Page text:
The Bank of Japan (BOJ) has introduced a framework covering targets for long-term interest rates to curb the harmful effects of negative interest rates that it implemented in February this year.
After the BOJ lowered specified interest rates on money that financial institutions despot with the central bank to minus 0.1 percent under its negative interest rate policy, 10-year interest rates also plummeted below zero. As a result, life insurance companies and pension funds that invest in long-term (10-year) government bonds using money collected as premiums from policyholders faced difficulties in gaining yields. This forced insurers to suspend sales of some of their insurance policies.
Commercial banks also faced risks of their profits decreasing as a result of a sharp plunge in interest rates on the loans they extend to their customers.
These circumstances fueled concerns among depositors, particularly elderly people, about their future, which critics say caused a consumer spending slump.
To deal with these problems, the BOJ has introduced a framework in which the central bank can control not only short-term but also long-term interest rates. This allows the central bank to prevent long-term interest rates from plunging to alarming levels, thereby minimizing the harmful effects of negative interest rates.
BOJ officials hope that the framework will be effective in increasing yields that insurance companies and pension funds can gain from investing the money they collect as premiums, thereby decreasing a feeling of anxiety among consumers and helping expand consumption. The central bank believes that the measure will prevent commercial banks' profits from decreasing and encourage them to actively extend loans.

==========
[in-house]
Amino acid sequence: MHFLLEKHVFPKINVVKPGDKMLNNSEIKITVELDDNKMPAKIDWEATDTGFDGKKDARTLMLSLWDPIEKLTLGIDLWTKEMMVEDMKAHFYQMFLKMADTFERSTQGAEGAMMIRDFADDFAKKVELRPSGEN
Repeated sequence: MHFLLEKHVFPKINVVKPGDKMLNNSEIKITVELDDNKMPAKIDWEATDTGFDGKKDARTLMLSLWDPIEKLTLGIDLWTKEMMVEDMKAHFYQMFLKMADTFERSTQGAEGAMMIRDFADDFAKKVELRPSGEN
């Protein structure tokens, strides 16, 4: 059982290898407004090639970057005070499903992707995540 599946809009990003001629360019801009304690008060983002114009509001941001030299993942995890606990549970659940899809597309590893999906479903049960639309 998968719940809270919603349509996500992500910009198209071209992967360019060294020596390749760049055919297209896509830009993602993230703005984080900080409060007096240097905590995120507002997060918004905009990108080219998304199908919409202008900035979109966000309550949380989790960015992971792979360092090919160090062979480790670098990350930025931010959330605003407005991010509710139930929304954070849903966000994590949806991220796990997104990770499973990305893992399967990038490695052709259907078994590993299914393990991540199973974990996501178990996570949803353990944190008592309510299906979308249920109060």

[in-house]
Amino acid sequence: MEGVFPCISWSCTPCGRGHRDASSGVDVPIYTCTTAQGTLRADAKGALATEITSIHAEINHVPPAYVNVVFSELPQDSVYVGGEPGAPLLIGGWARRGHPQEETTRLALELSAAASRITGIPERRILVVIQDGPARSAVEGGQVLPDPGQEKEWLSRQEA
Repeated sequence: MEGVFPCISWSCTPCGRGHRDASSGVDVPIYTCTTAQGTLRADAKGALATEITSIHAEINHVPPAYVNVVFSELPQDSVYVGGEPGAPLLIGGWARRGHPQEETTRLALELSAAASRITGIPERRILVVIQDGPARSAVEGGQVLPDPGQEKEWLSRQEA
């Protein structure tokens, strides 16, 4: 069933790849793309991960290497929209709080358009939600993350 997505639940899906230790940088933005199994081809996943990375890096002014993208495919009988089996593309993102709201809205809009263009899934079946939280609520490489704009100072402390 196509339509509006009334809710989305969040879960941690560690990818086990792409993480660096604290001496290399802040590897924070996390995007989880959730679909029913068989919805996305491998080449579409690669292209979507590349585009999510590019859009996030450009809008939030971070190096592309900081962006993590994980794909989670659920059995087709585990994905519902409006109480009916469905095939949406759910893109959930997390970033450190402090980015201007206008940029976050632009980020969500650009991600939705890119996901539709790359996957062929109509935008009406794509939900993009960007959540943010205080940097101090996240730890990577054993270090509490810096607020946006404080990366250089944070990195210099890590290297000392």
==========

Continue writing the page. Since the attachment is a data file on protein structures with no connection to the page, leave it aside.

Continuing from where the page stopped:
Long-term interest rates serve as criteria for fixing interest rates on housing loans and long-term loans for companies. The BOJ will take advantage of the new framework to prevent long-term interest rates from fluctuating sharply in an effort to encourage businesses to proactively invest in plants and equipment from a long-term perspective and to persuade individuals to buy houses and actively invest their money.
However, it is a commonly accepted theory that it is difficult for the central bank to control long-term interest rates, which can fluctuate due to various factors such as overseas economic conditions.
Many market players are skeptical of the effectiveness of the new framework, with one describing it as a "large-scale experiment."
The BOJ has promised to continue to increase the amount of money it supplies to the market until the annual inflation rate is stabilized at over 2 percent. When the central bank launched its ultra-easy money policy, it set the target of achieving a 2 percent annual inflation rate within two years.
By clarifying that the BOJ is prepared to maintain its ultra-easy money policy until the inflation rate stabilizes, even after it reaches the 2 percent level, the central bank intends to convince companies and individuals that prices will rise in the future, encouraging them to bring forward their plans to spend money, thereby vitalizing the economy.
"It was an extremely strong commitment, demonstrating the BOJ's determination," Kuroda told a news conference.